Mike Sigman wrote:
Ah. I been had. Because Tohei's books don't mention standing-post training, I assumed he didn't do it.
My understanding from what I have been told is that what is in his books is meant for everybody. A lot is left out. In other words it's the easy stuff, the broad inclusive main path, that won't intimidate anyone no matter what age or state of health. The Japanese housewives at the mall having a ki class or a ki home party somewhat like a tupperware party, etc. people not interested in Aikido but interested in improving their health. For the most part newer books seem to be a continuation of or adaptation of his older books where the practices you refer to are generally never mentioned. I have been told that in recent years even breathing while sitting in seiza longer than 20 minutes is not common at HQ because the younger generation of japanese is just not used to sitting in seiza that long. Standing postures with a bokken is really something done on your own by personal one-on-one instruction and never in a general class that I have seen.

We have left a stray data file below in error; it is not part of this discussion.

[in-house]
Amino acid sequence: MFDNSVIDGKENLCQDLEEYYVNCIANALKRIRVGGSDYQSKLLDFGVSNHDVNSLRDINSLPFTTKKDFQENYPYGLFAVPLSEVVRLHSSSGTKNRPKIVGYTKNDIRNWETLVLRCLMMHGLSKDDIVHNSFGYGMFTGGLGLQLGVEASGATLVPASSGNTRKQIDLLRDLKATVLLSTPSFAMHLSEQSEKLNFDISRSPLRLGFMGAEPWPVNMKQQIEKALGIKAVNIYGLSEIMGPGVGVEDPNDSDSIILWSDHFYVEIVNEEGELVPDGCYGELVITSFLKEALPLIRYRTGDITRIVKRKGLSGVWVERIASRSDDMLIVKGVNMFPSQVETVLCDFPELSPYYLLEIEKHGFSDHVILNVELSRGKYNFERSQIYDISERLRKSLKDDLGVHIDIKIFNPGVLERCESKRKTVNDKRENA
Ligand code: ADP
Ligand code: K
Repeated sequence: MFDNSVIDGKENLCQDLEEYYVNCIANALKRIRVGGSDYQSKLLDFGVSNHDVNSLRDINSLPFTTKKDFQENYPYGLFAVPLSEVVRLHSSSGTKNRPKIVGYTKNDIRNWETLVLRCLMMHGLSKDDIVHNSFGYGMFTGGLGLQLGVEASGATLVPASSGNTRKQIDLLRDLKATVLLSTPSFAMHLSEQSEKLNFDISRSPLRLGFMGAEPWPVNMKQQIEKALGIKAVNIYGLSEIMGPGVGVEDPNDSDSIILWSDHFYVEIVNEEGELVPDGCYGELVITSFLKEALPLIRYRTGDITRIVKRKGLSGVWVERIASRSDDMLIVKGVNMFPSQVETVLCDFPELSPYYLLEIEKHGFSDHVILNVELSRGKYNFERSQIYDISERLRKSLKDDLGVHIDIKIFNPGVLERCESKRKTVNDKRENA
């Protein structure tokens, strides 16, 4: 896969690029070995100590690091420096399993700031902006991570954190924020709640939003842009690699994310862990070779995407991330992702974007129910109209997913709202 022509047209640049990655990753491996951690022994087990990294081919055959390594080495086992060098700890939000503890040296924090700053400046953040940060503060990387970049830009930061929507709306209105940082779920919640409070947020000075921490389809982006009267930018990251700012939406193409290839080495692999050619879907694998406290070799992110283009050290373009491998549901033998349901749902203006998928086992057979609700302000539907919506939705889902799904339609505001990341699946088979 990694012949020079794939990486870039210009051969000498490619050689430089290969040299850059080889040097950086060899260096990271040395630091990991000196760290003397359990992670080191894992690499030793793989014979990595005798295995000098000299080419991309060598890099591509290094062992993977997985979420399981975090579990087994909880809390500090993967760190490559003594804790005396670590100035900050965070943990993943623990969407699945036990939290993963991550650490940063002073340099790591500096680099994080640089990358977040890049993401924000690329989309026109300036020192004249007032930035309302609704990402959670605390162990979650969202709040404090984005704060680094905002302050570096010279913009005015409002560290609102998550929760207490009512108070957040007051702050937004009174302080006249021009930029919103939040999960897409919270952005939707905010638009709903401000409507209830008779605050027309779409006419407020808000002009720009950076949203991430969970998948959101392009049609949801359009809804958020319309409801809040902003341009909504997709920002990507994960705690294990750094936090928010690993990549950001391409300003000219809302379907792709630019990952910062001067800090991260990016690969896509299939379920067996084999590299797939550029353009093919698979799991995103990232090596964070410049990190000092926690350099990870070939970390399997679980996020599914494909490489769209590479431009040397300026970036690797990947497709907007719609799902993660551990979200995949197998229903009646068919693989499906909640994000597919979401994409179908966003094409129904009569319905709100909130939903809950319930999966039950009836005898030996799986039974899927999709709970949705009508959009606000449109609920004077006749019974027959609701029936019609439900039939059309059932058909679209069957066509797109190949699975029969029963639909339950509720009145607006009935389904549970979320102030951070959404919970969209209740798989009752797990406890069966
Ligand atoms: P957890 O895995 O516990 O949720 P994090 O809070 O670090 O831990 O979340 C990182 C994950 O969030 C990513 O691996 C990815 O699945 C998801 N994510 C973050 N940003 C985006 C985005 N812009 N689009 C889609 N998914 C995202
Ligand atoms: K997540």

The practices you refer to are regarded as esoteric now and as is often said "not required or mandatory" but generally considered good to do just because Tohei Sensei did them. Like doing shorter versions of the Ichikukai practices. Generally that many students haven't done them or done only a little. Certainly not with the intensity or frequency of practice that Tohei Sensei did them. This is stuff you will never see in general classes. Even misogi bell, a more common practice generally. is not done except in special classes or if asked for at seminars. Impossible to find someone who even makes a decent misogi bell anymore. The guy that did them in Japan is deceased.